Presents and expands upon Roosevelt’s daily nautical log as he was trying to regain the use of his polio-damaged legs.
In the midst of the Jazz Age, while Americans were making merry, Franklin Delano Roosevelt was stricken by polio and withdrew from public life. From 1924 to 1926, believing that warm water and warm air would help him walk again, he spent the winter months on his new houseboat, the Larooco, sailing the Florida Keys, fishing, swimming, playing Parcheesi, entertaining guests, and tending to engine mishaps. During his time on the boat, he kept a nautical log describing each day's events, including rare visits by his wife, Eleanor, who was busy carving out her own place in the world. Missy LeHand, his personal assistant, served as hostess aboard the Larooco.
While FDR was sailing the Keys, the larger world was glittering. Chaplin, Gershwin, Hemingway, Fitzgerald, Bessie Smith, Louis Armstrong, Gertrude Stein, Frida Kahlo, Martha Graham—all were flourishing in the Roaring Twenties, but so were Stalin, Al Capone, and Hitler. The world went on as Roosevelt fished for mangrove snapper and drank martinis.
Karen Chase presents FDR's log entries, interspersed with photographs from the tumultuous outer world, to form a kind of timeline between two arenas—one man's small private life full of struggle and fun, juxtaposed with the large public sphere. Chase gives us a side of FDR seldom seen before, revealing his wit, his penchant for practical jokes, and his zest for each day's ordinary concerns in the context of his painful struggle to regain the use of his legs. The book also includes a facsimile of the original Larooco log. For many decades FDR's log was virtually unknown to the public, appearing only once, in 1949, in his son Elliott's four-volume collection of Roosevelt's personal letters.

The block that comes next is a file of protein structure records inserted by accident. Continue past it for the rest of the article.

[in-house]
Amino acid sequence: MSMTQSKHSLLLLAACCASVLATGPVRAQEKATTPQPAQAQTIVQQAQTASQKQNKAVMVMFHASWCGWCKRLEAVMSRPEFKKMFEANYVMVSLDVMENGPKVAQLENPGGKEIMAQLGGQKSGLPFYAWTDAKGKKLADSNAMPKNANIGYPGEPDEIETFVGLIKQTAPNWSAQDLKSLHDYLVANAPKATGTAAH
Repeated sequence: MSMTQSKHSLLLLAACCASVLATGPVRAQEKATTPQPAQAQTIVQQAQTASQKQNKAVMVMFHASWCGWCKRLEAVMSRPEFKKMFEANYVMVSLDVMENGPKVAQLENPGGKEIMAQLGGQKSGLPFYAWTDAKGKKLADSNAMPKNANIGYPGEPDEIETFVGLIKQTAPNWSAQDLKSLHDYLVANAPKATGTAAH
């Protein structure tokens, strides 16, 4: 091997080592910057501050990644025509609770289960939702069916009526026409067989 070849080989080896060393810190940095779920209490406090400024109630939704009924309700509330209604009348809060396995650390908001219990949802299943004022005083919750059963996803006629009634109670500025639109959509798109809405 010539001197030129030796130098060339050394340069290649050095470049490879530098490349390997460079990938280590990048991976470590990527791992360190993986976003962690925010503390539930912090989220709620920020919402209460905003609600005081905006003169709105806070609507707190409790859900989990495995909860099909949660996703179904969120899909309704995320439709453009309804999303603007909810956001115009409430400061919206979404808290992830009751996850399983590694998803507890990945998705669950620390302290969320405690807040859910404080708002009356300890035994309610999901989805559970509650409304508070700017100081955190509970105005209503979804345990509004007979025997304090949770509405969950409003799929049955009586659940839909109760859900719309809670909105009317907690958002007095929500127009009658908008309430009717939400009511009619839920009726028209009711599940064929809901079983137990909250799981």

Karen Chase is the author of Polio Boulevard: A Memoir, also published by SUNY Press; Land of Stone: Breaking Silence through Poetry; as well as three volumes of poetry, Kazimierz Square, BEAR, and Jamali-Kamali: A Tale of Passion in Mughal India.
"The introduction, the log itself and its accompanying photographs provide an informative glimpse into the private side of FDR's life during those three therapeutic Florida sojourns. " — PowerShips
"This slender volume opens an interesting window into a little-known period in FDR's full life. " — H-Net Reviews (H-Florida)
"…[a] charming volume. " — RALPH
"Filled with interesting history and the occasional mishaps of life on the water, this book offers an angle of personal insight into one aspect of the life of one of America's most influential presidents. " — Houseboat Magazine
". ..a critically important and unreservedly recommended addition to academic library twentieth century American history collections. " — Midwest Book Review
"What a good idea! The little-known record of one of the least understood periods in the life of Franklin Roosevelt, filled with all the grit and gallantry and good humor with which he faced the disease that would have defeated a less resilient man. " — Geoffrey C. Ward, coauthor (with Ken Burns) of The Roosevelts: An Intimate History and author of A First-Class Temperament: The Emergence of Franklin Roosevelt, 1905–1928
"The Larooco Log is a wonderfully powerful chronicle of perhaps the most difficult period in FDR's personal life: the aftermath of the onset of his bout with polio and his enduring struggle to find remedy. In his own words, the log demonstrates his wit and charm, his embrace of life and friends, his frustrations with his slow progress toward restoration of his legs, and the pain he endures on an almost daily basis. With personal understanding and feeling, Karen Chase has performed a masterful edit of this revealing journal. A fantastic read!" — David B. Roosevelt, FDR's grandson
"Karen Chase has put together an absolutely fascinating edition of the log describing Franklin Roosevelt's winter cruises along the Florida coast in 1924–26. Wonderfully illustrated and edited, this is a book that will appeal to historians, FDR aficionados, Floridians, fishermen, and boaters of all kinds. Highly recommended. " — Nathaniel Philbrick, author of In the Heart of the Sea: The Tragedy of the Whaleship Essex and Valiant Ambition
"What a beautiful book this is! I know it will be a valuable contribution to the Roosevelt canon. " — Robert Clark, Director of Archives, Rockefeller Archive Center